Make ‘Gumbo Love’ With These Recipes From Lucy Buffett
By Michelle Matthews, AL.com, May 9, 2017
Lucy Buffett – a Mobile native, the little sister of Jimmy Buffett and the owner of two LuLu’s restaurants in Gulf Shores, Ala., and Destin, Fla., with a third on the way in Myrtle Beach, S.C. – describes her new cookbook as “a love letter to the northern coast of the Gulf of Mexico.”
“Gumbo Love: Recipes for Gulf Coast Cooking, Entertaining, and Savoring the Good Life” includes dozens of recipes for desserts, starters and snacks, gumbos and other soups, main dishes, vegetables and sides, salads, sandwiches, cocktails and more.
Here are a few recipes from “Gumbo Love” for you to try at home.
Makes one cocktail
For an honest-to-goodness margarita, you need to use high-quality ingredients without a lot of juice or extra flavors – in other words, get to the heart of the matter.
Kosher salt, for rimming the glass (optional)
1 orange, cut into thick wedges
1 lime, cut into wedges
2 ounces Patron Anejo tequila
1/2 ounce Patron Citronge lime liqueur
5 to 6 ounces soda water
1. Salt the rim of the glass, if desired.
2. Put 4 orange wedges and 2 lime wedges into a metal cocktail shaker. Add the tequila and lime liqueur.
3. Muddle gently, avoiding the rinds, which can add a bitter taste.
4. Add a small scoop of ice and the soda water to the shaker. Pour back and forth between the shaker and a large mixing glass a few times.
5. Pour the margarita into the salted (if using) serving glass. Garnish with a lime wedge.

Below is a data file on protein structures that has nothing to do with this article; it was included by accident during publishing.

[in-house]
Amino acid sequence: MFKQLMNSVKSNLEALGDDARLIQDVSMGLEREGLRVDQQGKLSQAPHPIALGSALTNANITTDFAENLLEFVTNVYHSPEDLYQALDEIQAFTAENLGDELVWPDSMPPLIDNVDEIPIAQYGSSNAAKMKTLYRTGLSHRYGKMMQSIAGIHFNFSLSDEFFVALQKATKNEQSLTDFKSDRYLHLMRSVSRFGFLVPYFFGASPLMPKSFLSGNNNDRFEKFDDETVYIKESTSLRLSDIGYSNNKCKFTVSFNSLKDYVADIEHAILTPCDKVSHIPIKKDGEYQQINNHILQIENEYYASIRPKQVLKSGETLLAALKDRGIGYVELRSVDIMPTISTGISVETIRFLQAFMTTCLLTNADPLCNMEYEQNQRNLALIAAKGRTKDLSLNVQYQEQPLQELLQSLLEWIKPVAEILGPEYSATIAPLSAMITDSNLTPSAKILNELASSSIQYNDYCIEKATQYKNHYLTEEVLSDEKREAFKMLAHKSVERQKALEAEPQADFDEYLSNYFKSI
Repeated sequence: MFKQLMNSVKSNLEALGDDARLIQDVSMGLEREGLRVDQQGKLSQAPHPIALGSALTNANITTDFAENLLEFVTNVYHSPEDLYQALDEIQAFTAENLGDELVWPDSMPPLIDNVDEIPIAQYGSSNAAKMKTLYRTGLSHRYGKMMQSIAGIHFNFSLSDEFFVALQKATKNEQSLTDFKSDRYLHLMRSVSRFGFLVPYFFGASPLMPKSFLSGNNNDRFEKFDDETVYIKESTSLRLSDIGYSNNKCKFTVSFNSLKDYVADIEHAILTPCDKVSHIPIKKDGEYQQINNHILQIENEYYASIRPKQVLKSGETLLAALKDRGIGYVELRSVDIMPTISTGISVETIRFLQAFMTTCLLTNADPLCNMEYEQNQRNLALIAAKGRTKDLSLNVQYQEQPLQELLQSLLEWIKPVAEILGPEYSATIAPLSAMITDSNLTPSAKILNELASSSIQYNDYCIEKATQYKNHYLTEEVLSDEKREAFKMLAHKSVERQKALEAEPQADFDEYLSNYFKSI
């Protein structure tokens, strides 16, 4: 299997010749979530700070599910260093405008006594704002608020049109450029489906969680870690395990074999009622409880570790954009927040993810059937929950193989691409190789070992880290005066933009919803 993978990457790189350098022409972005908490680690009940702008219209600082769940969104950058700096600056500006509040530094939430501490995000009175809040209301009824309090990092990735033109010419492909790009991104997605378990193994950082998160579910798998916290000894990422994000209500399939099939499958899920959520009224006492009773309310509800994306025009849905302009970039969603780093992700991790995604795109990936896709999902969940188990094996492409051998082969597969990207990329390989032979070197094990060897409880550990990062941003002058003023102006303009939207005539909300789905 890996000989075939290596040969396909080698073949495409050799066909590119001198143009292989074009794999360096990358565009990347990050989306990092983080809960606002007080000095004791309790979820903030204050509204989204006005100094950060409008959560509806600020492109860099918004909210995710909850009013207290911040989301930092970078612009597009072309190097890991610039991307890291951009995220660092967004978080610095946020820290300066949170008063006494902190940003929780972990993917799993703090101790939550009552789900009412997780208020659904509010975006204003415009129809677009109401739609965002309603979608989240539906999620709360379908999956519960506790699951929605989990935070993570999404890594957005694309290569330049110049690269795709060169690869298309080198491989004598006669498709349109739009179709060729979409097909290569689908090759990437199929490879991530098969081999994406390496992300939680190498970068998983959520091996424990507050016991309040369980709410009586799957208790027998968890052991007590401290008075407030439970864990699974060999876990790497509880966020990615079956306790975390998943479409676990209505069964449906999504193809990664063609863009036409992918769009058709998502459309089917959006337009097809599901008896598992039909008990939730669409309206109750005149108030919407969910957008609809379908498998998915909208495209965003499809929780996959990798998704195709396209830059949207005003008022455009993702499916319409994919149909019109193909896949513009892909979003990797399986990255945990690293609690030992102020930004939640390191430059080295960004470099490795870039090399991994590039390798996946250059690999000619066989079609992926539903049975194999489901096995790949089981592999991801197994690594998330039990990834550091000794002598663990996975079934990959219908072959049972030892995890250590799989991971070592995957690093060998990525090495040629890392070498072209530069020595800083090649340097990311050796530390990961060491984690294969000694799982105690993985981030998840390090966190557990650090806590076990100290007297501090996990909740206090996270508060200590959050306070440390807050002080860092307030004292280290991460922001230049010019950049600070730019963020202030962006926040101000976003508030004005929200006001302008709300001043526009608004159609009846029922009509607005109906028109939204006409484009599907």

Classic Southern Pound Cake with Strawberries
Serves 12 to 16
Growing up Southern, pound cake was part of my sweet-tasting experience, as there was always some kind of pound cake sitting on my grandmother’s counter.
The traditional story about pound cake is that the ingredients consist of “a pounda” butter, sugar, eggs, and flour. This is my rendition of the classic dessert, and there are really no words to describe the sweet vanilla aroma and rich buttery taste of love infused in every bite.
11/2 cups (3 sticks) unsalted butter, at room temperature, plus more for the pan
3 cups all-purpose flour, plus more for the pan
3 cups plus 2 tablespoons sugar
3 cups sliced fresh strawberries
1/2 teaspoon baking powder
1/2 teaspoon sea salt
5 large eggs, at room temperature
1 cup whole milk
21/2 teaspoons vanilla extract (or use almond or any other flavored extract)
Fresh whipped cream (recipe follows), for garnish
1. Preheat the oven to 325degF. Butter and flour a 10-inch tube pan (a tube pan is preferred, but if you use a Bundt pan instead, you’ll need to make sure to leave 1 inch of space at the top of the pan, so you may end up with a small amount of leftover batter).
2. Sprinkle 2 tablespoons of the sugar over the sliced strawberries. Cover and refrigerate until ready to serve the cake.
3. Whisk together the flour, baking powder, and salt and set aside.
4. In a large bowl, beat the butter on medium speed with an electric mixer until creamy. Add the remaining 3 cups sugar, 1/2 cup at a time, and beat until fluffy. Add the eggs one at a time, beating well after each addition.
5. Reduce the mixer speed to low and alternate adding the flour mixture and the milk, starting and finishing with the flour mixture. Add the vanilla and mix to incorporate.
6. Pour the batter into the prepared pan. Bake for 1 hour and 10 minutes, or until a toothpick inserted into the center comes out clean. Cool in the pan on a wire rack for 15 minutes, then turn the cake out onto the rack to cool completely. Serve each piece with a spoonful of the chilled strawberries and a dollop of fresh whipped cream.
Fresh Whipped Cream
1 cup heavy cream
1 teaspoon vanilla extract or flavored liqueur
3 tablespoons sugar
1. Place a medium metal bowl in the freezer to chill.
2. When ready to prepare the whipped cream, place the cream and vanilla in the chilled bowl. With an electric mixer, whip the cream on medium speed, gradually adding the sugar. The cream will begin to thicken.
3. Whip the cream until it begins to form stiff peaks. Be careful not to over whip or the cream will separate.
Spicy Shrimp Ceviche